The German fire was now rather heavy, and our expert host explained that this meant that he had recovered from the shock of the attack, had reorganized his guns, and was generally his merry self once more. From where we sat we could see heavy shells bursting far to our rear, and there was a general atmosphere of explosion all round us, which might have seemed alarming had it not been for the general chatty afternoon-tea appearance of all these veteran soldiers with whom it was our privilege to find ourselves. As we started on our homeward track we came, first, upon the British battery which seemed to be limbering up with some idea of advancing. Farther still we met our friends of the air guns, and stopped again to exchange a few impressions. They had nothing to fire at, and seemed bored to tears, for the red, white, and blue machines were in full command of the sky. Soon we found our motor waiting in the lee of a ruined house, and began to thread our way back through the wonderfully picturesque streams of men, American, Australian, British, and German, who were strung along the road.

And then occurred a very horrible incident. One knew, of course, that one could not wander about a battlefield and not find one's self sooner or later involved in some tragedy, but we were now out of range of any but heavy guns, and their shots were spasmodic. We had halted the car for an instant to gather up two German helmets which Commander Latham had seen on the roadside, when there was a very heavy burst close ahead round a curve in the village street. A geyser of red brick-dust flew up into the air. An instant later our car rounded the corner. None of us will forget what we saw. There was a tangle of mutilated horses, their necks rising and sinking. Beside them a man with his hand blown off was staggering away, the blood gushing from his upturned sleeve. Beside the horses lay a shattered man, drenched crimson from head to foot, with two great glazed eyes looking upwards through a mask of blood. Two comrades were at hand to help, and we could only go upon our way with the ghastly picture stamped forever upon our memory. The image of that dead driver might well haunt one in one's dreams.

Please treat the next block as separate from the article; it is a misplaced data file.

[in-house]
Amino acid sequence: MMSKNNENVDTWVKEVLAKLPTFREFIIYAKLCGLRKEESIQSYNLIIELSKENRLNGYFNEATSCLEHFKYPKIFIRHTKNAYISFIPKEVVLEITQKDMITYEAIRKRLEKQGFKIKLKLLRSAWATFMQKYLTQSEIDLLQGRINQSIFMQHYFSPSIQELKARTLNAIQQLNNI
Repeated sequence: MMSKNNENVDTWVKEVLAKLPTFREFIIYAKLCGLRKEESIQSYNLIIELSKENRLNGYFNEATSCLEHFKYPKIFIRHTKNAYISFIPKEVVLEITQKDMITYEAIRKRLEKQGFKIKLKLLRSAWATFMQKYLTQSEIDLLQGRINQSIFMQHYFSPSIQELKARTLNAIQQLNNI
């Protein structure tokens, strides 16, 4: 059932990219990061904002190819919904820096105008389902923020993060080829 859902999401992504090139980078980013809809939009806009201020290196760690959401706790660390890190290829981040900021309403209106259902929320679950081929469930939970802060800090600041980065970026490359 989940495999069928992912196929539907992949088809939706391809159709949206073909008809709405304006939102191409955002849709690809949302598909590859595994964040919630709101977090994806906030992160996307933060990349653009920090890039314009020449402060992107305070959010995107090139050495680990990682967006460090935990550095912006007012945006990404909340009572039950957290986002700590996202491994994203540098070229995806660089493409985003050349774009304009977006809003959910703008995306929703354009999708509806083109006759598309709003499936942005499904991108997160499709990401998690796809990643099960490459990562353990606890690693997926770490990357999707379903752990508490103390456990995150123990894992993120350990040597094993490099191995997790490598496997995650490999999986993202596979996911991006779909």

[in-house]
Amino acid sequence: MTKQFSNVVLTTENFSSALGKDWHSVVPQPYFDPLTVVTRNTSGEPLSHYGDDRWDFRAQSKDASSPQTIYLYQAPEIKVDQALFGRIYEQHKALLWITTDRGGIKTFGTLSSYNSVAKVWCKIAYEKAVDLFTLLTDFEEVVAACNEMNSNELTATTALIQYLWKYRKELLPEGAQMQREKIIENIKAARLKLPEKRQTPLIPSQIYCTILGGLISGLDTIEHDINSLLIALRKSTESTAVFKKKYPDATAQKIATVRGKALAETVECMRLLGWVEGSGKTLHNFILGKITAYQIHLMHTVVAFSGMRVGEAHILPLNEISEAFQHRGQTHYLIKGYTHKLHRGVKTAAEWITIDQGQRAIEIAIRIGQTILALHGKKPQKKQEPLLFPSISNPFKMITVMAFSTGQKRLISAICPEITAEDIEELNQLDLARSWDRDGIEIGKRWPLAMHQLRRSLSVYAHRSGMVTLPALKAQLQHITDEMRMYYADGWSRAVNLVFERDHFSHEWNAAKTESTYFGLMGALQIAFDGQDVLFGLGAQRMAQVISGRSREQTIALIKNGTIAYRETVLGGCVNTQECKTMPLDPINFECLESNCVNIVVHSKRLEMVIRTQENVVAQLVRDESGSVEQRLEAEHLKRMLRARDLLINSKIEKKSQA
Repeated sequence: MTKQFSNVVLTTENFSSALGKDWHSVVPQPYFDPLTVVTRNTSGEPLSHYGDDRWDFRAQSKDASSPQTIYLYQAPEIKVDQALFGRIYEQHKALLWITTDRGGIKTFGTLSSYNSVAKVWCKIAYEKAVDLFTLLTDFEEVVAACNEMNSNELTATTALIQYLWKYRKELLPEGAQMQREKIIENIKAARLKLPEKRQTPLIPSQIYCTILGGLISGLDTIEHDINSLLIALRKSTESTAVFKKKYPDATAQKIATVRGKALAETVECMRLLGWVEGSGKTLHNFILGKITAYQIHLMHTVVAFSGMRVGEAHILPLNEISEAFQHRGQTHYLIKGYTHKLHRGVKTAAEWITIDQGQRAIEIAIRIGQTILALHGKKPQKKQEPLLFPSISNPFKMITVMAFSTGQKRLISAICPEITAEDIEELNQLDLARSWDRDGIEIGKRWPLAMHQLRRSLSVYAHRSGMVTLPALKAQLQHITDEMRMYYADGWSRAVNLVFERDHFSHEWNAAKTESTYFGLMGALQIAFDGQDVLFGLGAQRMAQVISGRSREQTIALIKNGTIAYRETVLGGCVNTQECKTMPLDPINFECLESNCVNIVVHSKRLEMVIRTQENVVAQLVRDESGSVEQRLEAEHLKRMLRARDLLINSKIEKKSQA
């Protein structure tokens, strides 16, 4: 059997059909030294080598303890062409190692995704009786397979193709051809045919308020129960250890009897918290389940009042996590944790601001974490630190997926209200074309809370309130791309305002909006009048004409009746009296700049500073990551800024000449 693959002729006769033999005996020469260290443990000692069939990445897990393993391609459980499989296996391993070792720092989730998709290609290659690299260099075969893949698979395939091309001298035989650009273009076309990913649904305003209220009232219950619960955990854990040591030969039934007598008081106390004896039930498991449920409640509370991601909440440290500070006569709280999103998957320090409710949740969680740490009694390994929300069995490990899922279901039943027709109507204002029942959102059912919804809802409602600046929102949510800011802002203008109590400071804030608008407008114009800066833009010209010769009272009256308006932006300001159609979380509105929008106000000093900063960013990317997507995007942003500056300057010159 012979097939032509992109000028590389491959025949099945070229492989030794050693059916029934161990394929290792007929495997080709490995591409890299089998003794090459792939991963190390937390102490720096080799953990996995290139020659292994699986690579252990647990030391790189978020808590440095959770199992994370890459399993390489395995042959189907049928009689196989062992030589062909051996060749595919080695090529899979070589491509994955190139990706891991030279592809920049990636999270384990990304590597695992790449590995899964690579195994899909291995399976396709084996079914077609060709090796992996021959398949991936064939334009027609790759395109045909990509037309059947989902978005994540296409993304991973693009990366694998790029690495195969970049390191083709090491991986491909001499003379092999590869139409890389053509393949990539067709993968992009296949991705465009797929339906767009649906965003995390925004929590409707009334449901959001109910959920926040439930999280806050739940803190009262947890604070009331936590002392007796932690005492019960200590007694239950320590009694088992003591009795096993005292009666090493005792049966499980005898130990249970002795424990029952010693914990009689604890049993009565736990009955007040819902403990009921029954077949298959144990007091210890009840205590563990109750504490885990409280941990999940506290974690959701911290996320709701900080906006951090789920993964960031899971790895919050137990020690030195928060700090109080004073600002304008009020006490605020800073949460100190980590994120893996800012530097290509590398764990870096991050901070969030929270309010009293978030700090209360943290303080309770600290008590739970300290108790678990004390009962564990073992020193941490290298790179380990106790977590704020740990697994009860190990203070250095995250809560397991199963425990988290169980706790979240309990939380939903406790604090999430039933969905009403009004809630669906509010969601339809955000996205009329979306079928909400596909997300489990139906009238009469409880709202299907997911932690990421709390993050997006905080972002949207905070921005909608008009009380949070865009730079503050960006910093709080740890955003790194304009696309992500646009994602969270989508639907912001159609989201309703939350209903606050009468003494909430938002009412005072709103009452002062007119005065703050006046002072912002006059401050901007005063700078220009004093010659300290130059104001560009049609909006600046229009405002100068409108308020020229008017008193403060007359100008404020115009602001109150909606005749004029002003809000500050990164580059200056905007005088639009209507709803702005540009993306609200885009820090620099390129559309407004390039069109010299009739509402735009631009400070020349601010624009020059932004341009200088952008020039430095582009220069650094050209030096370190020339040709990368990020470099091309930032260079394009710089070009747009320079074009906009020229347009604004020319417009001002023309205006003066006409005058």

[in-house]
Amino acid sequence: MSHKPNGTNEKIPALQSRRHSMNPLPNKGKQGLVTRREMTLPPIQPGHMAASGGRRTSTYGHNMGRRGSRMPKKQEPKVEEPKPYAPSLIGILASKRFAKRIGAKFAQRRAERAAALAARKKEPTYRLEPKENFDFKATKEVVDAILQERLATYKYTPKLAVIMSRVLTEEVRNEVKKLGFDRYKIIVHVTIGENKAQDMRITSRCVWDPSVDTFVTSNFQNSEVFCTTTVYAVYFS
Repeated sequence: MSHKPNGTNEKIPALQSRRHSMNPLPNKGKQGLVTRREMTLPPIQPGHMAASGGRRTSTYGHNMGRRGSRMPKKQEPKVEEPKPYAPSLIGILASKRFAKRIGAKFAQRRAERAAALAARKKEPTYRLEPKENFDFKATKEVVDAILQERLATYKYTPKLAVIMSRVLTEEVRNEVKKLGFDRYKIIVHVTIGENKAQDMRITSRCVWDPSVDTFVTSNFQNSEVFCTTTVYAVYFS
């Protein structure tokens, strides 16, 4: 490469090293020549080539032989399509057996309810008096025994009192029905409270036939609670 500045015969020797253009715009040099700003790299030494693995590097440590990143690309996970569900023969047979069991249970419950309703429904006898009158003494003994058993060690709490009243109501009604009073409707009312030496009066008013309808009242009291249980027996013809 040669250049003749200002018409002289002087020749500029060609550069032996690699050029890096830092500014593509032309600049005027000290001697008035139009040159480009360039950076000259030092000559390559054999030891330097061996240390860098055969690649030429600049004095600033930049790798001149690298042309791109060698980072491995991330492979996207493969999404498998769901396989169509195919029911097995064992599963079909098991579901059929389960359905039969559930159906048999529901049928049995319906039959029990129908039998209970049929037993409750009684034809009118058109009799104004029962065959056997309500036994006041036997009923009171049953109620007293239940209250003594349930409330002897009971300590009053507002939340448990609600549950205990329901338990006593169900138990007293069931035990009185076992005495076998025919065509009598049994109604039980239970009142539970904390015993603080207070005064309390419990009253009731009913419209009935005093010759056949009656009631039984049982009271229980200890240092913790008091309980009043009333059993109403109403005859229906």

Once through Templeux and on the main road for Peronne things became less exciting, and we drew up to see a column of 900 prisoners pass us. Each side of the causeway was lined by Australians, with their keen, clear-cut, falcon, faces, and between lurched these heavy-jawed, beetle-browed, uncouth louts, new caught and their debonnaire captors. I saw none of that relief at getting out of it which I have read of; nor did I see any signs of fear, but the prevailing impression was an ox-like stolidity and dullness. It was a herd of beasts, not a procession of men. It was indeed farcical to think that these uniformed bumpkins represented the great military nation, while the gallant figures who lined the road belonged to the race which they had despised as being unwarlike. Time and Fate between them have a pretty sense of humor.

They are great soldiers, these Australians. I think they would admit it themselves, but a spectator is bound to confirm it. There is a reckless daredevilry, combined with a spice of cunning, which gives them a place of their own in the Imperial ranks. They have a great advantage, too, in having a permanent organization, the same five divisions always in the same corps, under the same chief. It doubles their military value—and the same applies equally, of course, to the Canadians. None the less, they must not undervalue their British comrades or lose their sense of proportion. I had a chance of addressing some 1,200 of them upon our return that evening, and while telling them all that I thought of their splendid deeds, I ventured to remind them that 72 per cent of the men, and 76 per cent of the casualties, were Englishmen. But this is a description of a day's adventure on the Hindenburg line, and my deep appreciation of the Commonwealth soldiers, of their officers, and of their Commander, must appear, elsewhere.

© J. Fred MacDonald, 2013